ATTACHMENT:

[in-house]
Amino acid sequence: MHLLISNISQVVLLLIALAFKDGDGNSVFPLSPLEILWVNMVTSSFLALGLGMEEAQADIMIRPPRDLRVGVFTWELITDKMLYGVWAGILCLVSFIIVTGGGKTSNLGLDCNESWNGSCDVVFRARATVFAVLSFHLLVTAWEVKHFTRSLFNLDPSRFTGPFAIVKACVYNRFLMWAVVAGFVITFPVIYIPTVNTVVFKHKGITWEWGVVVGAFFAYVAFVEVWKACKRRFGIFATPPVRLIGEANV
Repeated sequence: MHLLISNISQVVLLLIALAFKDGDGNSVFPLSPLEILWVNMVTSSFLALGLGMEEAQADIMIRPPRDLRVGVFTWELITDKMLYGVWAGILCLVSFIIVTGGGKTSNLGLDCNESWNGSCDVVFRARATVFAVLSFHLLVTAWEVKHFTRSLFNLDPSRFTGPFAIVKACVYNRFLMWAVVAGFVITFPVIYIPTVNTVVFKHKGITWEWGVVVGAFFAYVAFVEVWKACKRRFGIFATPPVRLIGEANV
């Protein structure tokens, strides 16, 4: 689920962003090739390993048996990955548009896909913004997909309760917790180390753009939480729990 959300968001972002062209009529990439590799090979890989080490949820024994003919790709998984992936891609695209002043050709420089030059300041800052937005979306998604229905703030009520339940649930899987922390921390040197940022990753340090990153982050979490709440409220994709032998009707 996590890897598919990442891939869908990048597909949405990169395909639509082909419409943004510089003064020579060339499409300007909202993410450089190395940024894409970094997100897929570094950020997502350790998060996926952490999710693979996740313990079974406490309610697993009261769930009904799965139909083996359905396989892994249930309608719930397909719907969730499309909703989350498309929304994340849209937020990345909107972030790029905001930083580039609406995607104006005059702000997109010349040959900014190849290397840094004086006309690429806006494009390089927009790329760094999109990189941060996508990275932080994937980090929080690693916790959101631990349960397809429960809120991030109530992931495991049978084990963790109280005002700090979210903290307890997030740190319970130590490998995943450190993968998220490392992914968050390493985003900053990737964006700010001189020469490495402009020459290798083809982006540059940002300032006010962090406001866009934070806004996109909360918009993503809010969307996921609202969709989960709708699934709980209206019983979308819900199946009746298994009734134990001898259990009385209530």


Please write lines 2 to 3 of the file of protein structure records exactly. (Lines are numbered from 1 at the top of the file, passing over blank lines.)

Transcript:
Amino acid sequence: MHLLISNISQVVLLLIALAFKDGDGNSVFPLSPLEILWVNMVTSSFLALGLGMEEAQADIMIRPPRDLRVGVFTWELITDKMLYGVWAGILCLVSFIIVTGGGKTSNLGLDCNESWNGSCDVVFRARATVFAVLSFHLLVTAWEVKHFTRSLFNLDPSRFTGPFAIVKACVYNRFLMWAVVAGFVITFPVIYIPTVNTVVFKHKGITWEWGVVVGAFFAYVAFVEVWKACKRRFGIFATPPVRLIGEANV
Repeated sequence: MHLLISNISQVVLLLIALAFKDGDGNSVFPLSPLEILWVNMVTSSFLALGLGMEEAQADIMIRPPRDLRVGVFTWELITDKMLYGVWAGILCLVSFIIVTGGGKTSNLGLDCNESWNGSCDVVFRARATVFAVLSFHLLVTAWEVKHFTRSLFNLDPSRFTGPFAIVKACVYNRFLMWAVVAGFVITFPVIYIPTVNTVVFKHKGITWEWGVVVGAFFAYVAFVEVWKACKRRFGIFATPPVRLIGEANV